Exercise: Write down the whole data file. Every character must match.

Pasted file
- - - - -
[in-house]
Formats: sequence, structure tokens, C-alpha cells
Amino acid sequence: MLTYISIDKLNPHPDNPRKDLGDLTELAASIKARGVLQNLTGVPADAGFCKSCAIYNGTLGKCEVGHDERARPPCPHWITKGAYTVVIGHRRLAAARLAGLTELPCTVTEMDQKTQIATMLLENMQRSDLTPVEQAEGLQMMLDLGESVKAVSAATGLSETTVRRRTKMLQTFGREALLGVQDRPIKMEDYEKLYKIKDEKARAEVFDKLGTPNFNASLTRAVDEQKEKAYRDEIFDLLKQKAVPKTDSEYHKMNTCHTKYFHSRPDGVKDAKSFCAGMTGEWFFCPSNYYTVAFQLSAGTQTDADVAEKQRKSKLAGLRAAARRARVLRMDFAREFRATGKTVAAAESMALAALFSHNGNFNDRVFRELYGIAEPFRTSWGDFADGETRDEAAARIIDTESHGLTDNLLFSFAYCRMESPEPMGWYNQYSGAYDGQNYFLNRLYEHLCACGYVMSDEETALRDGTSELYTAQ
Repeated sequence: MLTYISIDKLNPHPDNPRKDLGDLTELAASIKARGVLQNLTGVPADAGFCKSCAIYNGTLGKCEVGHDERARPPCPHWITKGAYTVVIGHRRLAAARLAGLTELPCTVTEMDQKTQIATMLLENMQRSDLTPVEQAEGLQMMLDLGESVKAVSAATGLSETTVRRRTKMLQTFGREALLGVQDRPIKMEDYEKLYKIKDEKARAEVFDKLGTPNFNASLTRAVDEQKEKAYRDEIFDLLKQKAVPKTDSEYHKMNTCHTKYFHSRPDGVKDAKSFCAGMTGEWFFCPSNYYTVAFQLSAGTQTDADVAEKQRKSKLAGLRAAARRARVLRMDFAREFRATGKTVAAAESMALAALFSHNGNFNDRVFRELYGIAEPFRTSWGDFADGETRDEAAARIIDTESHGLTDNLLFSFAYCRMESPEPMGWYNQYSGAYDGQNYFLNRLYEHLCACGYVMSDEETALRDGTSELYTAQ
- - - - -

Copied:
[in-house]
Formats: sequence, structure tokens, C-alpha cells
Amino acid sequence: MLTYISIDKLNPHPDNPRKDLGDLTELAASIKARGVLQNLTGVPADAGFCKSCAIYNGTLGKCEVGHDERARPPCPHWITKGAYTVVIGHRRLAAARLAGLTELPCTVTEMDQKTQIATMLLENMQRSDLTPVEQAEGLQMMLDLGESVKAVSAATGLSETTVRRRTKMLQTFGREALLGVQDRPIKMEDYEKLYKIKDEKARAEVFDKLGTPNFNASLTRAVDEQKEKAYRDEIFDLLKQKAVPKTDSEYHKMNTCHTKYFHSRPDGVKDAKSFCAGMTGEWFFCPSNYYTVAFQLSAGTQTDADVAEKQRKSKLAGLRAAARRARVLRMDFAREFRATGKTVAAAESMALAALFSHNGNFNDRVFRELYGIAEPFRTSWGDFADGETRDEAAARIIDTESHGLTDNLLFSFAYCRMESPEPMGWYNQYSGAYDGQNYFLNRLYEHLCACGYVMSDEETALRDGTSELYTAQ
Repeated sequence: MLTYISIDKLNPHPDNPRKDLGDLTELAASIKARGVLQNLTGVPADAGFCKSCAIYNGTLGKCEVGHDERARPPCPHWITKGAYTVVIGHRRLAAARLAGLTELPCTVTEMDQKTQIATMLLENMQRSDLTPVEQAEGLQMMLDLGESVKAVSAATGLSETTVRRRTKMLQTFGREALLGVQDRPIKMEDYEKLYKIKDEKARAEVFDKLGTPNFNASLTRAVDEQKEKAYRDEIFDLLKQKAVPKTDSEYHKMNTCHTKYFHSRPDGVKDAKSFCAGMTGEWFFCPSNYYTVAFQLSAGTQTDADVAEKQRKSKLAGLRAAARRARVLRMDFAREFRATGKTVAAAESMALAALFSHNGNFNDRVFRELYGIAEPFRTSWGDFADGETRDEAAARIIDTESHGLTDNLLFSFAYCRMESPEPMGWYNQYSGAYDGQNYFLNRLYEHLCACGYVMSDEETALRDGTSELYTAQ